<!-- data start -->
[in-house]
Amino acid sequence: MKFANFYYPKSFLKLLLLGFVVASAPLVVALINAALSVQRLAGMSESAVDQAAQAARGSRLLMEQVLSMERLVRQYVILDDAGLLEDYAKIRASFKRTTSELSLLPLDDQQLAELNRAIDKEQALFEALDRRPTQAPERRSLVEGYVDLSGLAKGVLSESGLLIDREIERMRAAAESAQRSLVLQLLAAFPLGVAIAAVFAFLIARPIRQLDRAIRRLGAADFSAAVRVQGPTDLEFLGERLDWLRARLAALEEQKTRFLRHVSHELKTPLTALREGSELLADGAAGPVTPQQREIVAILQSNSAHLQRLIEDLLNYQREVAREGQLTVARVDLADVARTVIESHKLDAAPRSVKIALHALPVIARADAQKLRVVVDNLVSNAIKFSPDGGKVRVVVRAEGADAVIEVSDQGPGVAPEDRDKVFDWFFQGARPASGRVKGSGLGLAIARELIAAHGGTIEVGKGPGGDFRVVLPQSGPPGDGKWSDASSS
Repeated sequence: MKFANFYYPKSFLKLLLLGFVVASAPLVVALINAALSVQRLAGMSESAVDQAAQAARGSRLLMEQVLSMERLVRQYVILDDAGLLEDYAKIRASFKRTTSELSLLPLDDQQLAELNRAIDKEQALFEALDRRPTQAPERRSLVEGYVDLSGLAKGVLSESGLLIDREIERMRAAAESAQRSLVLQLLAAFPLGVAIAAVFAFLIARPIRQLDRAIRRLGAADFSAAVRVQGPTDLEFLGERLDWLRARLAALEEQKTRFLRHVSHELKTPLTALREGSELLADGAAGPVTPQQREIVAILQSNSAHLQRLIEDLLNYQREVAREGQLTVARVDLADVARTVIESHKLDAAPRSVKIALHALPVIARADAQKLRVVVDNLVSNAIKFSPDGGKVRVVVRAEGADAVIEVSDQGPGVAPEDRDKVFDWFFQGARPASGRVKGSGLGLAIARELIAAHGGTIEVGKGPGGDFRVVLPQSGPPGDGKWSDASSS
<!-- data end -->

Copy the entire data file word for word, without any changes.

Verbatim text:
[in-house]
Amino acid sequence: MKFANFYYPKSFLKLLLLGFVVASAPLVVALINAALSVQRLAGMSESAVDQAAQAARGSRLLMEQVLSMERLVRQYVILDDAGLLEDYAKIRASFKRTTSELSLLPLDDQQLAELNRAIDKEQALFEALDRRPTQAPERRSLVEGYVDLSGLAKGVLSESGLLIDREIERMRAAAESAQRSLVLQLLAAFPLGVAIAAVFAFLIARPIRQLDRAIRRLGAADFSAAVRVQGPTDLEFLGERLDWLRARLAALEEQKTRFLRHVSHELKTPLTALREGSELLADGAAGPVTPQQREIVAILQSNSAHLQRLIEDLLNYQREVAREGQLTVARVDLADVARTVIESHKLDAAPRSVKIALHALPVIARADAQKLRVVVDNLVSNAIKFSPDGGKVRVVVRAEGADAVIEVSDQGPGVAPEDRDKVFDWFFQGARPASGRVKGSGLGLAIARELIAAHGGTIEVGKGPGGDFRVVLPQSGPPGDGKWSDASSS
Repeated sequence: MKFANFYYPKSFLKLLLLGFVVASAPLVVALINAALSVQRLAGMSESAVDQAAQAARGSRLLMEQVLSMERLVRQYVILDDAGLLEDYAKIRASFKRTTSELSLLPLDDQQLAELNRAIDKEQALFEALDRRPTQAPERRSLVEGYVDLSGLAKGVLSESGLLIDREIERMRAAAESAQRSLVLQLLAAFPLGVAIAAVFAFLIARPIRQLDRAIRRLGAADFSAAVRVQGPTDLEFLGERLDWLRARLAALEEQKTRFLRHVSHELKTPLTALREGSELLADGAAGPVTPQQREIVAILQSNSAHLQRLIEDLLNYQREVAREGQLTVARVDLADVARTVIESHKLDAAPRSVKIALHALPVIARADAQKLRVVVDNLVSNAIKFSPDGGKVRVVVRAEGADAVIEVSDQGPGVAPEDRDKVFDWFFQGARPASGRVKGSGLGLAIARELIAAHGGTIEVGKGPGGDFRVVLPQSGPPGDGKWSDASSS